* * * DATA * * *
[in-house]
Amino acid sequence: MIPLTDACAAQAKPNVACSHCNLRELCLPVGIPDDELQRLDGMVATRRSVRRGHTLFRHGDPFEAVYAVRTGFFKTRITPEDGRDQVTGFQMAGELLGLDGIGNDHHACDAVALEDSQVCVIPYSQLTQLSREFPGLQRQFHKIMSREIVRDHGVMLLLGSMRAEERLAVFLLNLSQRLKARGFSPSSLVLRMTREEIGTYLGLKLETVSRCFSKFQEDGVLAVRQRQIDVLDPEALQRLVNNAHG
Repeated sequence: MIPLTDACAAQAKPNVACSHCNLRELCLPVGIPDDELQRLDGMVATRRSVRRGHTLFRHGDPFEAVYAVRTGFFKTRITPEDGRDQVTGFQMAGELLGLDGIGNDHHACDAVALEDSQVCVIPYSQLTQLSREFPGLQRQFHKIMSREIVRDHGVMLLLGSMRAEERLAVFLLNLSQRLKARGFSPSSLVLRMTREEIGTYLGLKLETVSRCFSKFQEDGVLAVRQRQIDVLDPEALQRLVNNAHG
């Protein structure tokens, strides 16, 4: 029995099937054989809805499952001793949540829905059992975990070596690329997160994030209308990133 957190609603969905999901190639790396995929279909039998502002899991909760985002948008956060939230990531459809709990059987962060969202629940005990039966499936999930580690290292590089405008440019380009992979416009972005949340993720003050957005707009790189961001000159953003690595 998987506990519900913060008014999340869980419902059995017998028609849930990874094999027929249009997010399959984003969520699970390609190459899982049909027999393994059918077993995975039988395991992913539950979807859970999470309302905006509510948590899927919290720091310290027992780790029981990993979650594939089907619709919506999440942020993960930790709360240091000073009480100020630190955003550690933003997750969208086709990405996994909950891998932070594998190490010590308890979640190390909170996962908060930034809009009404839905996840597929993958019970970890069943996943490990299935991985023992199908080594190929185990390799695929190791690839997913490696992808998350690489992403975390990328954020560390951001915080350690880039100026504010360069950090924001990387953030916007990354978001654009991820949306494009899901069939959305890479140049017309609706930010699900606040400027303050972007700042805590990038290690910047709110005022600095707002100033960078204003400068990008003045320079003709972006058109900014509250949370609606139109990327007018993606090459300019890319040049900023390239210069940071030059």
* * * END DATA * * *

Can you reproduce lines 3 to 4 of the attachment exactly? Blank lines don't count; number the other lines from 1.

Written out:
Repeated sequence: MIPLTDACAAQAKPNVACSHCNLRELCLPVGIPDDELQRLDGMVATRRSVRRGHTLFRHGDPFEAVYAVRTGFFKTRITPEDGRDQVTGFQMAGELLGLDGIGNDHHACDAVALEDSQVCVIPYSQLTQLSREFPGLQRQFHKIMSREIVRDHGVMLLLGSMRAEERLAVFLLNLSQRLKARGFSPSSLVLRMTREEIGTYLGLKLETVSRCFSKFQEDGVLAVRQRQIDVLDPEALQRLVNNAHG
């Protein structure tokens, strides 16, 4: 029995099937054989809805499952001793949540829905059992975990070596690329997160994030209308990133 957190609603969905999901190639790396995929279909039998502002899991909760985002948008956060939230990531459809709990059987962060969202629940005990039966499936999930580690290292590089405008440019380009992979416009972005949340993720003050957005707009790189961001000159953003690595 998987506990519900913060008014999340869980419902059995017998028609849930990874094999027929249009997010399959984003969520699970390609190459899982049909027999393994059918077993995975039988395991992913539950979807859970999470309302905006509510948590899927919290720091310290027992780790029981990993979650594939089907619709919506999440942020993960930790709360240091000073009480100020630190955003550690933003997750969208086709990405996994909950891998932070594998190490010590308890979640190390909170996962908060930034809009009404839905996840597929993958019970970890069943996943490990299935991985023992199908080594190929185990390799695929190791690839997913490696992808998350690489992403975390990328954020560390951001915080350690880039100026504010360069950090924001990387953030916007990354978001654009991820949306494009899901069939959305890479140049017309609706930010699900606040400027303050972007700042805590990038290690910047709110005022600095707002100033960078204003400068990008003045320079003709972006058109900014509250949370609606139109990327007018993606090459300019890319040049900023390239210069940071030059």